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Research Papers

Adaptation of a Rabbit Myocardium Material Model for Use in a Canine Left Ventricle Simulation Study

[+] Author and Article Information
Matthew G. Doyle

Department of Mechanical Engineering, University of Ottawa, Ottawa, ON, K1N 6N5, Canadamdoyl009@uottawa.ca

Stavros Tavoularis1

Department of Mechanical Engineering, University of Ottawa, Ottawa, ON, K1N 6N5, Canadastavros.tavoularis@uottawa.ca

Yves Bourgault

Department of Mathematics and Statistics, University of Ottawa, Ottawa, ON, K1N 6N5, Canadaybourg@uottawa.ca

1

Corresponding author.

J Biomech Eng 132(4), 041006 (Mar 18, 2010) (12 pages) doi:10.1115/1.4001041 History: Received January 28, 2009; Revised October 13, 2009; Posted January 19, 2010; Published March 18, 2010; Online March 18, 2010

The myocardium of the left ventricle (LV) of the heart comprises layers of muscle fibers whose orientation varies through the heart wall. Because of these fibers, accurate modeling of the myocardium stress-strain behavior requires models that are nonlinear, anisotropic, and time-varying. This article describes the development and testing of a material model of the canine LV myocardium, which will be used in ongoing simulations of the mechanics of the LV with fluid-structure interaction. The model assumes that myocardium deformation has two extreme states: one during which the muscle fibers are fully relaxed, and another during which the muscle fibers are fully contracted. During the second state, the “total” stresses are assumed to be the sum of “passive” stresses, which represent the fully relaxed muscle fibers, and “active” stresses, which are additional stresses due to the contraction of the muscle fibers. The canine LV myocardium is modeled as a transversely isotropic material for which material properties vary in the fiber and cross-fiber directions. The material behavior is considered to be hyperelastic and is modeled by a strain-energy density function in a manner that is an adaptation of an approach based on measurements of the stress-strain behavior of rabbit LV myocardia. A numerical method has been developed to calculate suitable parameter values for the passive material model using previous passive canine LV myocardium stress measurements and taking into account existing physical and numerical constraints. In the absence of published measurements of total canine LV myocardium stresses, a method has been developed to estimate these stresses from available passive and total rabbit LV myocardium stresses and then to calculate active material parameter values. Material parameter values were calculated for passive and active canine LV myocardium. Passive stresses calculated using the model compare well to previous stress measurements while active stresses calculated using the model compare well with those approximated from rabbit measurements. The adapted material model of the canine LV myocardium is deemed to be suitable for use in simulations of the operation of both idealized and realistic canine hearts. The estimated model parameter values can be easily revised to more appropriate ones if measurements of active canine LV myocardium stresses become available. The extension of this material model to a fully orthotropic one is also possible but determination of its parameters would require stress-stretch measurements in the fiber and both cross-fiber directions.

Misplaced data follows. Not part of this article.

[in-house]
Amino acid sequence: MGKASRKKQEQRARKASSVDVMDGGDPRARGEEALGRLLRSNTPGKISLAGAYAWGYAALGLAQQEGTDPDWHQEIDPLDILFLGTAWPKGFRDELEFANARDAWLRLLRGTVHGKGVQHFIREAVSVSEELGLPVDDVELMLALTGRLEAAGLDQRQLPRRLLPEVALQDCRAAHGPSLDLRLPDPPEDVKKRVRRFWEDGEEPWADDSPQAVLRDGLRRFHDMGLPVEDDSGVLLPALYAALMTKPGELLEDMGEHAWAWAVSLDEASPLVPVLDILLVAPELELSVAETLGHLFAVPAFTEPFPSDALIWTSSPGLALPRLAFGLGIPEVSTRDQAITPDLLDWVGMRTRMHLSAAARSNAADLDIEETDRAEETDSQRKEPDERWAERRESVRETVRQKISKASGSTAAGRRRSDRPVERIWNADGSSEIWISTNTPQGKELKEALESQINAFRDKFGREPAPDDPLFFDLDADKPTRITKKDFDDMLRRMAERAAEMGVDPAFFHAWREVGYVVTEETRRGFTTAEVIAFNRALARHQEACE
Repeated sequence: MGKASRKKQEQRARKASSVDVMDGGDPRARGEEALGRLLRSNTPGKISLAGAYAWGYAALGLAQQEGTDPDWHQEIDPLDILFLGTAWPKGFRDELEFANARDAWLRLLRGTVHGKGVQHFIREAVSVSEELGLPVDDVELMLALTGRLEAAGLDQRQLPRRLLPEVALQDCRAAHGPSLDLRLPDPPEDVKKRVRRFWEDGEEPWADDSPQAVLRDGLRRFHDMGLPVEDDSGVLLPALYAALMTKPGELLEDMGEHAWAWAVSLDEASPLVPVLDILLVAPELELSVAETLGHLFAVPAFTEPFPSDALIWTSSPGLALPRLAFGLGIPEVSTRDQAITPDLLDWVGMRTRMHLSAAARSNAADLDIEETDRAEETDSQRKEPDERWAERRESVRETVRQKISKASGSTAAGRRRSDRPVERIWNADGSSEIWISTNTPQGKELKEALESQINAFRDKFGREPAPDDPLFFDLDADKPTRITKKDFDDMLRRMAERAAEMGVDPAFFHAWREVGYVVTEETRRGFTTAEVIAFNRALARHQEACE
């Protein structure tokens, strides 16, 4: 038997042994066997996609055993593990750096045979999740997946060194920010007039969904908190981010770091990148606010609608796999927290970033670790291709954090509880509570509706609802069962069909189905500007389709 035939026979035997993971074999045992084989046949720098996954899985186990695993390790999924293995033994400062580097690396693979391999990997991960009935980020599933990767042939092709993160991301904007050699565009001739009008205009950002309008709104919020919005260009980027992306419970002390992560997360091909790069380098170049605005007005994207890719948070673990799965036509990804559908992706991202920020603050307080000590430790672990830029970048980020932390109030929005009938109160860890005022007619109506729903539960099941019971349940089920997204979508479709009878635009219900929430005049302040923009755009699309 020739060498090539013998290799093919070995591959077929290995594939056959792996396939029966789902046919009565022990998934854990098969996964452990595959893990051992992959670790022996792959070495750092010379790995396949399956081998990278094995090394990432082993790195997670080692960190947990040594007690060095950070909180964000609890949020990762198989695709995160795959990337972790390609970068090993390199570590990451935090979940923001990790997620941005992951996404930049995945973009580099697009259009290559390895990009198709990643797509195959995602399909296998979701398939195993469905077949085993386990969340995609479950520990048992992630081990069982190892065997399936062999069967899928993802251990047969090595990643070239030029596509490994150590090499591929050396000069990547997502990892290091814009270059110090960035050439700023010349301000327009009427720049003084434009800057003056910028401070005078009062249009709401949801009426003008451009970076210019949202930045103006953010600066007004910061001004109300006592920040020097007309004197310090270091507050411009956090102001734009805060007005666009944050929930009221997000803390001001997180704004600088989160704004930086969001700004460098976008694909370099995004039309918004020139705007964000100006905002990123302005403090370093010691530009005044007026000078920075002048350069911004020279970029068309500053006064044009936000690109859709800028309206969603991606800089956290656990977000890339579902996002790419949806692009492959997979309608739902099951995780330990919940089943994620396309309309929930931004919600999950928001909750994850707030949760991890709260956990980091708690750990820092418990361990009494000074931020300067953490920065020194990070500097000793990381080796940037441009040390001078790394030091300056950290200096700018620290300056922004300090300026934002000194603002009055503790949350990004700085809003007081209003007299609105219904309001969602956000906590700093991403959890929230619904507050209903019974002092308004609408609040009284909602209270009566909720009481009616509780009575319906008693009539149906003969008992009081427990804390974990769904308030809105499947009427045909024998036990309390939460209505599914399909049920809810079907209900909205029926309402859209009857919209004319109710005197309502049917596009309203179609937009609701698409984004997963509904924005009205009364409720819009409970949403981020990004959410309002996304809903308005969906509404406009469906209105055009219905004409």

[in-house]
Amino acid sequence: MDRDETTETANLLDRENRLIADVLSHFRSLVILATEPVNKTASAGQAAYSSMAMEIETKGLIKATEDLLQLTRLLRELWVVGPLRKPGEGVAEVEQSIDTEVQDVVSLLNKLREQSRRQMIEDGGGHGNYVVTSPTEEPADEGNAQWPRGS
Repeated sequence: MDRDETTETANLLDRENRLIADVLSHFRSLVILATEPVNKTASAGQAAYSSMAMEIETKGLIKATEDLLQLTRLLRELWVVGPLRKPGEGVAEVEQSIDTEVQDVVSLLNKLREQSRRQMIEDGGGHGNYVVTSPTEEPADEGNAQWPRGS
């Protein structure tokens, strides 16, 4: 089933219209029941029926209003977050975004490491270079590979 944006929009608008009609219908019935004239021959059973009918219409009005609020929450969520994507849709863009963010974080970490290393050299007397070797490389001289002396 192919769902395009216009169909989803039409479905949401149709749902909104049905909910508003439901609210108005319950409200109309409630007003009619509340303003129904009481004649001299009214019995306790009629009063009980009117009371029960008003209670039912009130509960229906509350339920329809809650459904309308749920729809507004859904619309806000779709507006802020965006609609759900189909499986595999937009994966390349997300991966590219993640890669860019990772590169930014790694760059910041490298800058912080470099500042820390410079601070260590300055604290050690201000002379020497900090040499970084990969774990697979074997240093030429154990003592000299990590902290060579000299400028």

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Copyright © 2010 by American Society of Mechanical Engineers
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Figures

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Figure 1

Passive LV myocardium stresses for three rabbits and three dogs in the (a) fiber and (b) cross-fiber directions. Symbols indicate experimental values from Lin and Yin (10) for the rabbit and Novak (13) for the dog, dashed lines represent results of calculations made using material parameter values from Lin and Yin (10), and solid lines indicate results obtained through numerical simulation, to be discussed in Secs. 5,5 for the rabbit and for the dog, respectively.

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Figure 2

Total LV myocardium stresses for three rabbits in the (a) fiber and (b) cross-fiber directions. Symbols indicate experimental values from Lin and Yin (10), dashed lines represent results of calculations made using material parameter values from Lin and Yin (10), and solid lines indicate results obtained through numerical simulation, to be discussed in Sec. 5.

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Figure 3

Geometry used for equibiaxial tensile test simulations

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Figure 4

Calculated and simulated canine active stresses in the fiber (a) and cross-fiber (b) directions

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Figure 5

Passive and total stresses for the canine and rabbit LV myocardia in the fiber (a) and cross-fiber (b) directions. Canine passive stresses correspond to the lower case in Fig. 1, and rabbit passive and total stresses correspond to specimen 1 in Figs.  12, respectively. The solid symbols indicate experimental values from Novak (13) while the hollow symbols were added to distinguish between the passive and total rabbit curves. All lines represent computational results obtained from equibiaxial tensile test simulations performed in ADINA .

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